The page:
Five ingredients: flour, butter, salt, leavening, milk. Should be simple, yes? Yes, it should. It’s so simple that most recipes give you next to no instructions, assuming that nobody could ever be that daft as to not be able to execute anything as simple as a drop biscuit. They’re certain you’re not looking at the recipe utterly confused at what’s before you. Go grab a biscuit recipe, any recipe, and we’ll get through this together. I promise. The key to this recipe is that your butter needs to be cold. The closer it is to rock solid means that it will take longer to melt in the oven, and during that time it will be holding up all that wet dough while it sets. Think of it like framing a house, and with the butter being your supports.
Once that floury frame is firmly in place, the butter melts, the biscuit house sucks it into its walls, boom. Buttery sexy biscuit. If the butter is too warm it will melt before that frame sets up and thhhhbbbbbbbttttttt into a flat, greasy, depressing mess. The temperature of your butter is 99 percent of the challenge here, SO MAKE SURE IT’S FREAKING COLD, OKAY?!?!
Whip out the food processor:
Easiest way to make drop biscuits: food processor. Do not just throw a huge chunk of butter in with the flour and expect things to work out fine. It won’t break down, and will just twirl and twirl until you’re forced to stop it and try pulling the butter off the blade with your bare hands. That is dumb, and you could get blood into your drop biscuits. No one likes blood in their biscuits unless they specifically ask for it.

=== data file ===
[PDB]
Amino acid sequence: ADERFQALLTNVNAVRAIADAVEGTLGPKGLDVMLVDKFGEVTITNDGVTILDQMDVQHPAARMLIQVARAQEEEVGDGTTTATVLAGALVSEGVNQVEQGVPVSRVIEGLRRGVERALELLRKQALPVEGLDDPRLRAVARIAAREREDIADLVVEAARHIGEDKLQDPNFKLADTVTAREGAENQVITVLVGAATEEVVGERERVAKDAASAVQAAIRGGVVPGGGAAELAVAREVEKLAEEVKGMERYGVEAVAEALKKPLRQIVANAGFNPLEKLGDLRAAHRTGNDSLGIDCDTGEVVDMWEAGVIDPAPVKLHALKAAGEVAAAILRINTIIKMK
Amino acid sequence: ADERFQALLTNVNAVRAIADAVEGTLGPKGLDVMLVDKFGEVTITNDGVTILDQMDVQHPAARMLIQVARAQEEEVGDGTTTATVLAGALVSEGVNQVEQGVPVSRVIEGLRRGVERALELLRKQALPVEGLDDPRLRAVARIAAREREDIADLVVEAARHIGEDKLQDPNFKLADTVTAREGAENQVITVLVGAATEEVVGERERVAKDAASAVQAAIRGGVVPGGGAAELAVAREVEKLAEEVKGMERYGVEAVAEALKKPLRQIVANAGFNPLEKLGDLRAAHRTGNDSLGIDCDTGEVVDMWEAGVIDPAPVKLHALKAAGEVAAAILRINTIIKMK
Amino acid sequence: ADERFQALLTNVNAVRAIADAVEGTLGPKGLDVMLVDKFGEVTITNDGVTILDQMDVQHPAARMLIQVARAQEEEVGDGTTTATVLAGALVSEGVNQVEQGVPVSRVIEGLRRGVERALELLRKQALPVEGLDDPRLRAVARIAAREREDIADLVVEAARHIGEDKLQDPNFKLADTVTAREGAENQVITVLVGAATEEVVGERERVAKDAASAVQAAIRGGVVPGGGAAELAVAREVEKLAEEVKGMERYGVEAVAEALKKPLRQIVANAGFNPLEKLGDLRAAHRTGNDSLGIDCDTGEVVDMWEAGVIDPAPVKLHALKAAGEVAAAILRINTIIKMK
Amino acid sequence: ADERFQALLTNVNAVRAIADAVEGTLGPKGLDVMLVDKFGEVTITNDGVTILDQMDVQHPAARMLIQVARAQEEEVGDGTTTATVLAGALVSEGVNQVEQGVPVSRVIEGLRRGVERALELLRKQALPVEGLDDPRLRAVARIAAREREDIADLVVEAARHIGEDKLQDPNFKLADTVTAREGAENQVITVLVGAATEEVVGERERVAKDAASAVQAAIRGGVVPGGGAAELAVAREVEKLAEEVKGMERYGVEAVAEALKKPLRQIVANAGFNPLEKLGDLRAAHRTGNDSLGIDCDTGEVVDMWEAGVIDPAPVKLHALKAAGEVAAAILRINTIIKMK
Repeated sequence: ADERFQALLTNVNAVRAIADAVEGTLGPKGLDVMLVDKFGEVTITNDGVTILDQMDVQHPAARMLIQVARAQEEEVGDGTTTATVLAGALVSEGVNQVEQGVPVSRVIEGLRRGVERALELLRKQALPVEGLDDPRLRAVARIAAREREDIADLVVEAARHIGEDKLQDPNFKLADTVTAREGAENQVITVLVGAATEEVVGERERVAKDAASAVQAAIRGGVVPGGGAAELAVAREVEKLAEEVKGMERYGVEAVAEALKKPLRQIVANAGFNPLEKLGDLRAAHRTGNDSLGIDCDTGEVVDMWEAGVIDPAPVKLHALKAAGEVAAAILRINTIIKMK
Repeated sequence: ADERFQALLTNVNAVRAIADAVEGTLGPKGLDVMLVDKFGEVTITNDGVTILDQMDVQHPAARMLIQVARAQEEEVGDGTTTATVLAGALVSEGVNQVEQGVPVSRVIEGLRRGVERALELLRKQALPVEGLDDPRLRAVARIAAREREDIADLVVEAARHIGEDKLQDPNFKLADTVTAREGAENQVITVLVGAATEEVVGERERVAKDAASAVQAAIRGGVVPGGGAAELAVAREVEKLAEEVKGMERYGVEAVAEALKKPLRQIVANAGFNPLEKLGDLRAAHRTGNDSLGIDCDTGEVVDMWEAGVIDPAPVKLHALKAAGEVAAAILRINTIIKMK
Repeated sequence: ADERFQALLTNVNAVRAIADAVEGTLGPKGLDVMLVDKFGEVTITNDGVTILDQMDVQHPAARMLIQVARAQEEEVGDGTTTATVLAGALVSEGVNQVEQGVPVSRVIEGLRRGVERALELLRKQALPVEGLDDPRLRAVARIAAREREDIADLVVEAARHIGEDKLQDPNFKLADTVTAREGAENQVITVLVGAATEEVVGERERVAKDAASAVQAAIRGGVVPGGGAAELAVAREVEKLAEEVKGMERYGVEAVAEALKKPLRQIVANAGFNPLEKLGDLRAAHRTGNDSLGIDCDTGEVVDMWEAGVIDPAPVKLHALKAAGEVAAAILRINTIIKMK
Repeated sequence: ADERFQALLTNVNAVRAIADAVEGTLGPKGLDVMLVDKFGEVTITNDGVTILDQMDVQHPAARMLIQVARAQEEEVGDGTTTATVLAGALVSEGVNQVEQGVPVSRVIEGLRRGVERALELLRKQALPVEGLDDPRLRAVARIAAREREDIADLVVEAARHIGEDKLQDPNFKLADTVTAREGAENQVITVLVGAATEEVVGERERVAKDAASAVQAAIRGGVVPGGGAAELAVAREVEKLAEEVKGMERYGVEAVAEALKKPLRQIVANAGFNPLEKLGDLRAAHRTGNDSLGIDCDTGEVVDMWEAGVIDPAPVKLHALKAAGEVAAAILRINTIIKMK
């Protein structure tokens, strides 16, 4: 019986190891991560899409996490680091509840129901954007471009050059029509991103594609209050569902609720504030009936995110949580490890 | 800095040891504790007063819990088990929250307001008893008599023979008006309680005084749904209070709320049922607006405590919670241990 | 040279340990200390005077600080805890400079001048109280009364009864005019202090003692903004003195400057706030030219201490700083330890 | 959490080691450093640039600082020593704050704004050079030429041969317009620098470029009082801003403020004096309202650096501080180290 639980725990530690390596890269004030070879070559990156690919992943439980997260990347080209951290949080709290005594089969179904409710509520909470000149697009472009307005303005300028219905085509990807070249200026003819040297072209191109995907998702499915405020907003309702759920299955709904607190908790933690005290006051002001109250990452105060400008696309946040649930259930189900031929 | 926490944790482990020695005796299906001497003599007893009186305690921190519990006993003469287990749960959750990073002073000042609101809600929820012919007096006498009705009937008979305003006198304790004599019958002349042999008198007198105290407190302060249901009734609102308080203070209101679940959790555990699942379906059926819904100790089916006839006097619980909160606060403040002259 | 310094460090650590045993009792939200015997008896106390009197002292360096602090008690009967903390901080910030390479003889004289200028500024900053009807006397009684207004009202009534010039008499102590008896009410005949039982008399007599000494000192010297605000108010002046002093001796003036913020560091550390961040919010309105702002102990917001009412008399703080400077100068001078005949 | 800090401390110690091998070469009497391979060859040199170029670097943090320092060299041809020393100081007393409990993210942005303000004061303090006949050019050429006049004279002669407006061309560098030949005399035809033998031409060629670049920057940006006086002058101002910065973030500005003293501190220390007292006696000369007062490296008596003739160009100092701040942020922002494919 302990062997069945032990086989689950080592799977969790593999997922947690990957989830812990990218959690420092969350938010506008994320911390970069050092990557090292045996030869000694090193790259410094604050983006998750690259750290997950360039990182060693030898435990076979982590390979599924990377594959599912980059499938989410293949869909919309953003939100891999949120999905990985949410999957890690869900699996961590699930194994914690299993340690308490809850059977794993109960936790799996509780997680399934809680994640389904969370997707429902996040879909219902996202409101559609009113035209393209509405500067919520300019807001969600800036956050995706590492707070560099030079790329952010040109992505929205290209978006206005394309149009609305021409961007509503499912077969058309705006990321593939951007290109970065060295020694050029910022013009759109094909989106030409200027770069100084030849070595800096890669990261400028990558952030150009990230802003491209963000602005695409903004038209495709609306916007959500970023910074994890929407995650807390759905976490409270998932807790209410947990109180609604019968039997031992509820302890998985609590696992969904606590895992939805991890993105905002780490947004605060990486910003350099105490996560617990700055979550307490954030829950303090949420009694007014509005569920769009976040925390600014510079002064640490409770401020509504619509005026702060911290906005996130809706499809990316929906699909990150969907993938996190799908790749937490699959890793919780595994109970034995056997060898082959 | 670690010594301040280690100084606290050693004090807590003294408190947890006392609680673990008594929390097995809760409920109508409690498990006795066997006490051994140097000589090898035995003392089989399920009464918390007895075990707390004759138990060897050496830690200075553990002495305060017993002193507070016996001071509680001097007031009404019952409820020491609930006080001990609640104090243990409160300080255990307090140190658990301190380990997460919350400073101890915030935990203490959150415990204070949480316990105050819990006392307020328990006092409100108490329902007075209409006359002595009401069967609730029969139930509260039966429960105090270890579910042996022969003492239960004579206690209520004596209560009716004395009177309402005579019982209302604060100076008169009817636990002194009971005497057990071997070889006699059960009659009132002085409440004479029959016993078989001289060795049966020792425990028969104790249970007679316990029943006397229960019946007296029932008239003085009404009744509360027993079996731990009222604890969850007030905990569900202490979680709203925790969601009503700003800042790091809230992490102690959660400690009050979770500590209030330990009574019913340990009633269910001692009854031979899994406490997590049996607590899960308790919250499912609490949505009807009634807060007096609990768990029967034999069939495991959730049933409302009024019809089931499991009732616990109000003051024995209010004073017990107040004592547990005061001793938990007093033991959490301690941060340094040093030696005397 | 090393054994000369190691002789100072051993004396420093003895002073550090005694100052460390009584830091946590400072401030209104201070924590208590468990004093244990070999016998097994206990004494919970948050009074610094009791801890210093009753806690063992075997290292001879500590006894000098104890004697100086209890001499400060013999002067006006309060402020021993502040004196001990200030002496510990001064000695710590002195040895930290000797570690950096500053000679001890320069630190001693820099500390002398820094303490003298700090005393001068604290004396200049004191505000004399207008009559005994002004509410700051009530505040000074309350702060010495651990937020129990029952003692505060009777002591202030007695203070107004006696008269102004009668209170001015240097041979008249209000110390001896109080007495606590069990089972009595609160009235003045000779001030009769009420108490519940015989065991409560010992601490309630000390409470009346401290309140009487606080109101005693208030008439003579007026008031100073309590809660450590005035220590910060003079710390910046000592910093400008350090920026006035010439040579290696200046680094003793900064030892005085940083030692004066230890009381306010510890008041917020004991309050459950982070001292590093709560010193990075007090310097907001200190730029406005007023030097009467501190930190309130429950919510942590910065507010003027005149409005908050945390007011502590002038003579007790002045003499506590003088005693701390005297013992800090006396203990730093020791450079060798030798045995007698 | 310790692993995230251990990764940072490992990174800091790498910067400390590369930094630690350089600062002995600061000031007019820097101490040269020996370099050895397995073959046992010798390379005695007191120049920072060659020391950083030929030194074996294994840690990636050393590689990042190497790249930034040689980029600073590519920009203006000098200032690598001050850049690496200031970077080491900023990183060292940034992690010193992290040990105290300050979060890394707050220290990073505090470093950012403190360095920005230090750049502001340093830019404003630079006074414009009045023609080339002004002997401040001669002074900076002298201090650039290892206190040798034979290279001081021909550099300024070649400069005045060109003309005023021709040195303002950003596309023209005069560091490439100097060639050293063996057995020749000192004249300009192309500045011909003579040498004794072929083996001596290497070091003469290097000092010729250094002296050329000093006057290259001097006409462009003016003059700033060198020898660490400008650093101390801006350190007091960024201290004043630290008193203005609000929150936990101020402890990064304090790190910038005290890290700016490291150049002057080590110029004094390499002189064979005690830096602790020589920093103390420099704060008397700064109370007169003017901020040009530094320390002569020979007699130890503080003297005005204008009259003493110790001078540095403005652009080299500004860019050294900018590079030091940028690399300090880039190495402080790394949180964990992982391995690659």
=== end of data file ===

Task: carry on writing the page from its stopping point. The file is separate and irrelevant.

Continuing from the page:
Use a knife to slice the butter into very thin pieces, toss with the flour in a bowl, and stick it into the freezer for five minutes.
Throw the butter, flour, and everything else into the food processor and pulse until it looks like dough.
Now you have biscuit dough. Congrats!
No food processor, no problem:
Freeze the butter rock solid.
Put the flour, salt and leavening in a large bowl, and use a bit of additional flour to lightly dust a cheese grater. Now grate your frozen butter into the flour, and stir with a wooden spoon to make sure all those little butter pieces are well coated.
Drizzle in the milk while stirring. Once it looks like dough, stir for another thirty seconds to help develop gluten (that’s another lesson for another day). Aaaannnndddddd done.
Bake 'em up:
Don’t fret too much not owning an ice cream scoop to make uniform balls, or futzing with tablespoons attempting “walnut sized drops.” Make them whatever size you want. What’s important here is that you know that the size determines the cooking time, so you have to watch these suckers and take them out when they’re done.
What does “when they’re done” mean? Does it look like a nice, golden biscuit you’d like to eat? It’s done. It’s actually that simple.
You should bake biscuits at 400°F, a higher temperature than most baked goods. Why? Because you want that flour frame to set as quickly as possible before the butter melts. Keep that oven door closed for at least 10 minutes so you don’t drop the temp and ruin everything. There’s nothing to see before then. Go watch some TV or something and calm your ass down.